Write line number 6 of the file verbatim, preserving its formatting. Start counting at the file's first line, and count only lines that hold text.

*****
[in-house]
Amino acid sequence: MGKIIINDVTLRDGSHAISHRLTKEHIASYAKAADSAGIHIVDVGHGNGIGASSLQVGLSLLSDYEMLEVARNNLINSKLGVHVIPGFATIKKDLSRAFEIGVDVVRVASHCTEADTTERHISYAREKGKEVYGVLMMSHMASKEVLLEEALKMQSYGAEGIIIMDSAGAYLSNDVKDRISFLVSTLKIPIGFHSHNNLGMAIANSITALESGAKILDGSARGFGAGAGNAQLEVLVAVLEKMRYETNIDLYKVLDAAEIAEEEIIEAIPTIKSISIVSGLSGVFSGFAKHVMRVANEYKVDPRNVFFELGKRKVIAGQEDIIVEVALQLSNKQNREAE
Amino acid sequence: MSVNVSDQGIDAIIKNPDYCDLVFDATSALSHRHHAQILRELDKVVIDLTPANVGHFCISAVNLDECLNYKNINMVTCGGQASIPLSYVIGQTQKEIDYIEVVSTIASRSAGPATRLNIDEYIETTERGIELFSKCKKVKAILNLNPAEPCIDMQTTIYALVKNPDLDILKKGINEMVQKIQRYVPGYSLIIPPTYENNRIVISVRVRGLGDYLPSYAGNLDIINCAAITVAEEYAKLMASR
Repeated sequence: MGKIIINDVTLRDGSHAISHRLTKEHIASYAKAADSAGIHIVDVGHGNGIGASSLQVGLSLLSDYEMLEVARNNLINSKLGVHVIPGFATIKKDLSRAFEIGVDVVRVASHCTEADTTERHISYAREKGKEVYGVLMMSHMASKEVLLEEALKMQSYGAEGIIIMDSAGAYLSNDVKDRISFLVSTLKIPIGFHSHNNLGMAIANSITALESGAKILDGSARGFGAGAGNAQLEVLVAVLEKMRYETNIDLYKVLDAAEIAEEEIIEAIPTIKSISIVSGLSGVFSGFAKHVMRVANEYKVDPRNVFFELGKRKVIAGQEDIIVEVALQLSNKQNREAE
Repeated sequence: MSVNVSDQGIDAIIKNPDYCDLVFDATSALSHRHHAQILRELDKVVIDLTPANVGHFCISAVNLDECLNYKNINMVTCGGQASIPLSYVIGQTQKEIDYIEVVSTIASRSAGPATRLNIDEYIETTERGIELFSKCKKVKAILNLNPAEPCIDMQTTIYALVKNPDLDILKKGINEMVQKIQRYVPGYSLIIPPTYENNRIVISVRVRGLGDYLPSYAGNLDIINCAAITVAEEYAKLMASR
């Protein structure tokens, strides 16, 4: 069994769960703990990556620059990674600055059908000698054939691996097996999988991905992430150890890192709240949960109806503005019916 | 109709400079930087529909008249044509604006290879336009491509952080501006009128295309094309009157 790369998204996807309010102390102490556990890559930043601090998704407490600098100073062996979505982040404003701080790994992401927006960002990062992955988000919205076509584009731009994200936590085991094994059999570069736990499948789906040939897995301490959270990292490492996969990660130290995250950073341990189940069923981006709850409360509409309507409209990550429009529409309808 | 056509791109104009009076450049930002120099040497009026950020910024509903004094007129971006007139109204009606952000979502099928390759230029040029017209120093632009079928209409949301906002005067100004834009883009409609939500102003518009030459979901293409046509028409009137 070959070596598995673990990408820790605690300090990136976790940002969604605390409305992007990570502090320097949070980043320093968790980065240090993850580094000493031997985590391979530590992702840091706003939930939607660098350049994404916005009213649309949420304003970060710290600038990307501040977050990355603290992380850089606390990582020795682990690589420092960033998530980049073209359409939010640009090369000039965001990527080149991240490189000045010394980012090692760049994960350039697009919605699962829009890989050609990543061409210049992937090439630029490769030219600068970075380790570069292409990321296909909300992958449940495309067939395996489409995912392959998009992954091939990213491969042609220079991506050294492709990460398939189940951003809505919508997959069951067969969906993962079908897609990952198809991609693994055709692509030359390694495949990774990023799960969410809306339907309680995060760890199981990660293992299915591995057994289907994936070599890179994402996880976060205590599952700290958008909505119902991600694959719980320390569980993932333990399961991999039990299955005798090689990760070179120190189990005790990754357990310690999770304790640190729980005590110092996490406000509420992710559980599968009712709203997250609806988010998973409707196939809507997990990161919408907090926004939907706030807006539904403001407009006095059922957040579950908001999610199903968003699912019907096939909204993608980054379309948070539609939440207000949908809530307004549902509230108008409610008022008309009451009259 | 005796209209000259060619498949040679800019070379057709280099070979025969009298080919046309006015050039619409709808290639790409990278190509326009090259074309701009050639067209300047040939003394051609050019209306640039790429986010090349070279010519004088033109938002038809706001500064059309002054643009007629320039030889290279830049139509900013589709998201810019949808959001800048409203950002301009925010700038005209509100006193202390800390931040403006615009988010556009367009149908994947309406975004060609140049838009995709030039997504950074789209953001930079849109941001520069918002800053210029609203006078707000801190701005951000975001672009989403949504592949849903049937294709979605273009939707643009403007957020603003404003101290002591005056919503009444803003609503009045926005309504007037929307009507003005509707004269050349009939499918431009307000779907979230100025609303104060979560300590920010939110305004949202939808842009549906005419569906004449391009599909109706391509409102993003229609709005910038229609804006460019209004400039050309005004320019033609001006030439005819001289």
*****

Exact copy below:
């Protein structure tokens, strides 16, 4: 069994769960703990990556620059990674600055059908000698054939691996097996999988991905992430150890890192709240949960109806503005019916 | 109709400079930087529909008249044509604006290879336009491509952080501006009128295309094309009157 790369998204996807309010102390102490556990890559930043601090998704407490600098100073062996979505982040404003701080790994992401927006960002990062992955988000919205076509584009731009994200936590085991094994059999570069736990499948789906040939897995301490959270990292490492996969990660130290995250950073341990189940069923981006709850409360509409309507409209990550429009529409309808 | 056509791109104009009076450049930002120099040497009026950020910024509903004094007129971006007139109204009606952000979502099928390759230029040029017209120093632009079928209409949301906002005067100004834009883009409609939500102003518009030459979901293409046509028409009137 070959070596598995673990990408820790605690300090990136976790940002969604605390409305992007990570502090320097949070980043320093968790980065240090993850580094000493031997985590391979530590992702840091706003939930939607660098350049994404916005009213649309949420304003970060710290600038990307501040977050990355603290992380850089606390990582020795682990690589420092960033998530980049073209359409939010640009090369000039965001990527080149991240490189000045010394980012090692760049994960350039697009919605699962829009890989050609990543061409210049992937090439630029490769030219600068970075380790570069292409990321296909909300992958449940495309067939395996489409995912392959998009992954091939990213491969042609220079991506050294492709990460398939189940951003809505919508997959069951067969969906993962079908897609990952198809991609693994055709692509030359390694495949990774990023799960969410809306339907309680995060760890199981990660293992299915591995057994289907994936070599890179994402996880976060205590599952700290958008909505119902991600694959719980320390569980993932333990399961991999039990299955005798090689990760070179120190189990005790990754357990310690999770304790640190729980005590110092996490406000509420992710559980599968009712709203997250609806988010998973409707196939809507997990990161919408907090926004939907706030807006539904403001407009006095059922957040579950908001999610199903968003699912019907096939909204993608980054379309948070539609939440207000949908809530307004549902509230108008409610008022008309009451009259 | 005796209209000259060619498949040679800019070379057709280099070979025969009298080919046309006015050039619409709808290639790409990278190509326009090259074309701009050639067209300047040939003394051609050019209306640039790429986010090349070279010519004088033109938002038809706001500064059309002054643009007629320039030889290279830049139509900013589709998201810019949808959001800048409203950002301009925010700038005209509100006193202390800390931040403006615009988010556009367009149908994947309406975004060609140049838009995709030039997504950074789209953001930079849109941001520069918002800053210029609203006078707000801190701005951000975001672009989403949504592949849903049937294709979605273009939707643009403007957020603003404003101290002591005056919503009444803003609503009045926005309504007037929307009507003005509707004269050349009939499918431009307000779907979230100025609303104060979560300590920010939110305004949202939808842009549906005419569906004449391009599909109706391509409102993003229609709005910038229609804006460019209004400039050309005004320019033609001006030439005819001289």